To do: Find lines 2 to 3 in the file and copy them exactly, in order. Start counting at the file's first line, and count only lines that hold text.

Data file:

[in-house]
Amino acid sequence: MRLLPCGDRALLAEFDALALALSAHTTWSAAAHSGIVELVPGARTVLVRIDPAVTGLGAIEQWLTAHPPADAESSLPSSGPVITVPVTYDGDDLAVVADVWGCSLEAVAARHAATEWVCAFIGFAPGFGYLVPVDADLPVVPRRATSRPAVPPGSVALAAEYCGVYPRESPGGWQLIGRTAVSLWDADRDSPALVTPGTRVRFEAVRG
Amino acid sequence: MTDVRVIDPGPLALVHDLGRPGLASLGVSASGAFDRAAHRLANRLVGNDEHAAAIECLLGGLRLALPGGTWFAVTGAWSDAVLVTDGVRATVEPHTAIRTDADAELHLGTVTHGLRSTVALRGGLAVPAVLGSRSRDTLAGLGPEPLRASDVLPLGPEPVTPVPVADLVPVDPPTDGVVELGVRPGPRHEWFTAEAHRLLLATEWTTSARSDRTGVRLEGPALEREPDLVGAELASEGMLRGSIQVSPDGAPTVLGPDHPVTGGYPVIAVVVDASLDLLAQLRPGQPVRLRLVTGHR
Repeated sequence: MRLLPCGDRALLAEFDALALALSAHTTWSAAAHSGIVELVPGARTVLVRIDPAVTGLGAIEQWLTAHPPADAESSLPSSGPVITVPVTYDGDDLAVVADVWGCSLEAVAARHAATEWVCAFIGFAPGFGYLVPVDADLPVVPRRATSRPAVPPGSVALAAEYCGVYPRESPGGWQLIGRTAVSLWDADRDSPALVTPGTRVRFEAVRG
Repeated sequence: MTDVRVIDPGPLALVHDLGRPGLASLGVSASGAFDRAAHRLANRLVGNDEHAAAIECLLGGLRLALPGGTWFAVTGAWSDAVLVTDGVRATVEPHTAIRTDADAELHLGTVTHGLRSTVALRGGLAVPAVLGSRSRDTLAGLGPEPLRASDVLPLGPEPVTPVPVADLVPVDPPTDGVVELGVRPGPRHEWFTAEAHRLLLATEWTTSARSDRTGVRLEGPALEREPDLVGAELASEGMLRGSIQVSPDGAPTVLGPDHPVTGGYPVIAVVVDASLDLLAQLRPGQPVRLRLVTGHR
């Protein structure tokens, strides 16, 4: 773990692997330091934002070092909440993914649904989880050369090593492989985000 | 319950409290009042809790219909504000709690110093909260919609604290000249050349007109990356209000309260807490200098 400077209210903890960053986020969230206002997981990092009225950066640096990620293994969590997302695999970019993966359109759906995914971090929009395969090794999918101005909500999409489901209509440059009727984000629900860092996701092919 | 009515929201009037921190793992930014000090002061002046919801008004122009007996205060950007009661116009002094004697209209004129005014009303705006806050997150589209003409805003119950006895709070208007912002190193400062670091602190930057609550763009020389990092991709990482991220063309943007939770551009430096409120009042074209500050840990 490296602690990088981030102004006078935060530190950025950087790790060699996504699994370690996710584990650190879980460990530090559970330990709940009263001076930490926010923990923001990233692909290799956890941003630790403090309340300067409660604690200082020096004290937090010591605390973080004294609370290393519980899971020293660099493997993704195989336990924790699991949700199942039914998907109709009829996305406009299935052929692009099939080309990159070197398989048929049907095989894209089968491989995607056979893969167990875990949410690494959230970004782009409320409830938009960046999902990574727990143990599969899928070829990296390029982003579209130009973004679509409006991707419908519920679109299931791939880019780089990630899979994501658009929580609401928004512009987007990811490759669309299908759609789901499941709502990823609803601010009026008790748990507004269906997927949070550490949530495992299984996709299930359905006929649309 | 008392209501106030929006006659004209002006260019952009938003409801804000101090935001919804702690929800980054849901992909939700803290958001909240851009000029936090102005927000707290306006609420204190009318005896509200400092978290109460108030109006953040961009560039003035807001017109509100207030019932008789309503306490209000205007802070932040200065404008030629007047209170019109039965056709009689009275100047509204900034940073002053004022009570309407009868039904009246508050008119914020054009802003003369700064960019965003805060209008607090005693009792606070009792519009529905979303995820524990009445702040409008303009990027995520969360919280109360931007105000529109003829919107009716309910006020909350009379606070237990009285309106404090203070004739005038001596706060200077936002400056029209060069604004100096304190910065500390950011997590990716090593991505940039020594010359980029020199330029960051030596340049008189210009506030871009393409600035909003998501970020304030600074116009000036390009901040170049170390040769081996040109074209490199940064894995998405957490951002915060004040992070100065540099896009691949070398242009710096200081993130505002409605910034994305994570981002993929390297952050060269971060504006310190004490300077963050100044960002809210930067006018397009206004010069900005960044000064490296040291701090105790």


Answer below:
Amino acid sequence: MRLLPCGDRALLAEFDALALALSAHTTWSAAAHSGIVELVPGARTVLVRIDPAVTGLGAIEQWLTAHPPADAESSLPSSGPVITVPVTYDGDDLAVVADVWGCSLEAVAARHAATEWVCAFIGFAPGFGYLVPVDADLPVVPRRATSRPAVPPGSVALAAEYCGVYPRESPGGWQLIGRTAVSLWDADRDSPALVTPGTRVRFEAVRG
Amino acid sequence: MTDVRVIDPGPLALVHDLGRPGLASLGVSASGAFDRAAHRLANRLVGNDEHAAAIECLLGGLRLALPGGTWFAVTGAWSDAVLVTDGVRATVEPHTAIRTDADAELHLGTVTHGLRSTVALRGGLAVPAVLGSRSRDTLAGLGPEPLRASDVLPLGPEPVTPVPVADLVPVDPPTDGVVELGVRPGPRHEWFTAEAHRLLLATEWTTSARSDRTGVRLEGPALEREPDLVGAELASEGMLRGSIQVSPDGAPTVLGPDHPVTGGYPVIAVVVDASLDLLAQLRPGQPVRLRLVTGHR